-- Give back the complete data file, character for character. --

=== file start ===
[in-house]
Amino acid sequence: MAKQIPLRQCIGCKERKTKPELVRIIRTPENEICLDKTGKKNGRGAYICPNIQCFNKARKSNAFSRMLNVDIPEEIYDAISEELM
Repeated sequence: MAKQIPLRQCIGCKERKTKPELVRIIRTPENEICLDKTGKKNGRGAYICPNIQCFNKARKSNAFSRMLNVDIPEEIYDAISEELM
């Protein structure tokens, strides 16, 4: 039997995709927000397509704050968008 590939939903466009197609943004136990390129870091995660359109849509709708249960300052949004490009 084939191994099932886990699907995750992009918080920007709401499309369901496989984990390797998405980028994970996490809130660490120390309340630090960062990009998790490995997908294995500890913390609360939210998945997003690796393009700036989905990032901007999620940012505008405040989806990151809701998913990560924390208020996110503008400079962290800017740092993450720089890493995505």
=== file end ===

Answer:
[in-house]
Amino acid sequence: MAKQIPLRQCIGCKERKTKPELVRIIRTPENEICLDKTGKKNGRGAYICPNIQCFNKARKSNAFSRMLNVDIPEEIYDAISEELM
Repeated sequence: MAKQIPLRQCIGCKERKTKPELVRIIRTPENEICLDKTGKKNGRGAYICPNIQCFNKARKSNAFSRMLNVDIPEEIYDAISEELM
């Protein structure tokens, strides 16, 4: 039997995709927000397509704050968008 590939939903466009197609943004136990390129870091995660359109849509709708249960300052949004490009 084939191994099932886990699907995750992009918080920007709401499309369901496989984990390797998405980028994970996490809130660490120390309340630090960062990009998790490995997908294995500890913390609360939210998945997003690796393009700036989905990032901007999620940012505008405040989806990151809701998913990560924390208020996110503008400079962290800017740092993450720089890493995505």